Gabby Douglas on Kellogg's Corn Flakes box (From Des Moines Register)
By Thomas O'Toole, USA TODAY
The marketing of America's newest gymnastics sweetheart has begun.
Gabby Douglas, who won the Olympic women's all-around Thursday, is already on a box of Kellogg's Corn Flakes. USA Gymnastics sent a tweet with a photo of Douglas holding the box. Kellogg's is a sponsor of the U.S. Olympic Committee.
Things are moving fast for the 16-year-old who, fittingly, trains in Des Moines, Iowa, the heart of corn country. Also Friday, she appeared on NBC's Today show, first by herself and then with the three other American women to win the coveted Olympic all-around title: Mary Lou Retton, Carly Patterson and Nastia Liukin.
"You are going to have 'Olympic champion' with your name forever," Patterson told her. "Take the time to soak it all in."
While on the show, Douglas reminisced about the road she took to the gold medal, moving at 14 from her Virginia Beach, Va., home to Iowa for coaching.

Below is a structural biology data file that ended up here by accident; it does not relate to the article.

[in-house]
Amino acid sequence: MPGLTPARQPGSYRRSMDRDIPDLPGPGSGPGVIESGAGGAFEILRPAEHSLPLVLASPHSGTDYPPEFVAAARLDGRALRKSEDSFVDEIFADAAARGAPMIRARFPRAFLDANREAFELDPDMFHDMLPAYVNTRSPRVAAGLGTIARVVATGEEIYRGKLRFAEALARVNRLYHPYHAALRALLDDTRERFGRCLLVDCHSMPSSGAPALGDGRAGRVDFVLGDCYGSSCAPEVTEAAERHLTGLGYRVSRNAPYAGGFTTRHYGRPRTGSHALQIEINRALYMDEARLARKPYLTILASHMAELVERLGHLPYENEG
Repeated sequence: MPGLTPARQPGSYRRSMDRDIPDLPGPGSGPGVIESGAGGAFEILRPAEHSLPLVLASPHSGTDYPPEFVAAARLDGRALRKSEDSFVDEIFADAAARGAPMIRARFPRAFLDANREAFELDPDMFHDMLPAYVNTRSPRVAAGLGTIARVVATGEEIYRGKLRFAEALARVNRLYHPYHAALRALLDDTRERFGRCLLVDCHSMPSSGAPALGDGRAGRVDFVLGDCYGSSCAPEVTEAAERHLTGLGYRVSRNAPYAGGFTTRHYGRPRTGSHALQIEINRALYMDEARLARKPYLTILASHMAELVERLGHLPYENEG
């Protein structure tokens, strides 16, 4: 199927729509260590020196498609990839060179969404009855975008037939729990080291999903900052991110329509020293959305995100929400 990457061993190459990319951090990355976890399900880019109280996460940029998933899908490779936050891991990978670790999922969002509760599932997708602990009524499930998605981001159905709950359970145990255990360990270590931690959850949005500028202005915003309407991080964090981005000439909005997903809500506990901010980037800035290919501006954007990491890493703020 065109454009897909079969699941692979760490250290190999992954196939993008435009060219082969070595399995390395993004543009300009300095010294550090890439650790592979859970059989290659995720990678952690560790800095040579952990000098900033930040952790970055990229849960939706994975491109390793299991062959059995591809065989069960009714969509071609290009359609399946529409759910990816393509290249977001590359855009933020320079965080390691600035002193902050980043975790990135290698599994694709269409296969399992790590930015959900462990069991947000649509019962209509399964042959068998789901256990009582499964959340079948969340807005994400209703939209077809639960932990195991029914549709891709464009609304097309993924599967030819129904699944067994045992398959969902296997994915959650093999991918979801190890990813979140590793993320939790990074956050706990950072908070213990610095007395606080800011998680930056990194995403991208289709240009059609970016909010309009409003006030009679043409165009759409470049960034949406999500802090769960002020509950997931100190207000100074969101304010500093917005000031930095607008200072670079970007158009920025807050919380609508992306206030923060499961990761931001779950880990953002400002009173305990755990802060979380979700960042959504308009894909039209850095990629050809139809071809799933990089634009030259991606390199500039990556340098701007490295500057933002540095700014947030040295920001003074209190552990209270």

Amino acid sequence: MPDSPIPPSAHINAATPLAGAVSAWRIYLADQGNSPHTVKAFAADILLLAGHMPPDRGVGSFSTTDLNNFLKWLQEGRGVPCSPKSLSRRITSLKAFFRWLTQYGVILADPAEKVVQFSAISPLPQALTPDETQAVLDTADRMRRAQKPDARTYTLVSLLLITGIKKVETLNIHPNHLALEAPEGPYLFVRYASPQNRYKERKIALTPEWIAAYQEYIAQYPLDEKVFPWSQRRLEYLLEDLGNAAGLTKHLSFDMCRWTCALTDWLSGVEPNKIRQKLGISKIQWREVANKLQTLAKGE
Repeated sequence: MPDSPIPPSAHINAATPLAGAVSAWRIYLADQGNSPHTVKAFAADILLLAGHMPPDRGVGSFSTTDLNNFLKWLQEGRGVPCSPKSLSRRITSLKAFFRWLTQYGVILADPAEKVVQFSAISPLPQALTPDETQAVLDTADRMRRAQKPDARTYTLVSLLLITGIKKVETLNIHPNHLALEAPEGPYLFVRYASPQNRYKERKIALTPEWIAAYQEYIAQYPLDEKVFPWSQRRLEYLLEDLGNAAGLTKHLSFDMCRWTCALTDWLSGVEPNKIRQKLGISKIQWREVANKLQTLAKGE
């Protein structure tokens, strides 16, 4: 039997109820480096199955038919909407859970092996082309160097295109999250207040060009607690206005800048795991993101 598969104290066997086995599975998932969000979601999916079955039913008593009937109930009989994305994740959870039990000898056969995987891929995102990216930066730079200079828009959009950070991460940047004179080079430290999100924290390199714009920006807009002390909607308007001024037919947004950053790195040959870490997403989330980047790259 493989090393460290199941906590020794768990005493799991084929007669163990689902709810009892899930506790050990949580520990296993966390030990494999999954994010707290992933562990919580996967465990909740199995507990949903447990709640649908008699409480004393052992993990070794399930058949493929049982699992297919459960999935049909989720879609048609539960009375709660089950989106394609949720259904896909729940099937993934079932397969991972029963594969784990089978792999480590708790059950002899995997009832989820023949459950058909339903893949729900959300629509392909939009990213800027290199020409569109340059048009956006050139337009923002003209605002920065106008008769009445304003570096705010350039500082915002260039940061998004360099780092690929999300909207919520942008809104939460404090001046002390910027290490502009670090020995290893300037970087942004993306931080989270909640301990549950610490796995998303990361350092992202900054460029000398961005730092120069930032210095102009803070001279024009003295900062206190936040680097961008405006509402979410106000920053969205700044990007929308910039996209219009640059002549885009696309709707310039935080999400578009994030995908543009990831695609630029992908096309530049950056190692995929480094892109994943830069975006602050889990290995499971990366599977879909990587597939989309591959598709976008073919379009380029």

"It took a lot of hard days in the gym, a lot of drive," she said. "Gold medals are made out of sweat, blood and tears and effort in the gym every day."
After her final routine, the floor exercise, she was not sure she had done enough for the gold medal. And then she had to wait for the final competitor, Victoria Komova of Russia.
"I was like okay ... do I have the gold? Do I have the silver? What do I have? My heart was pounding," Douglas said.
Aly Raisman, the other American in the all-around competition, was uncertain about her standing as well. She ended up in a tie for third with Russia's Aliya Mustafina, but a new tie-breaking procedure, which Raisman said she wasn't aware of, dropped her to fourth. The judges went to a scorecard tie-breaker, taking the total of each gymnast's three highest scores from the four events.
"I was hoping they would give us both the bronze medal," Raisman said on Today. "I wish I could have been up on the podium with (Gabby), but, like I said, I'm just trying to be positive.
"I definitely feel OK. I'm still really happy with my performance. I don't need a medal to prove I did well."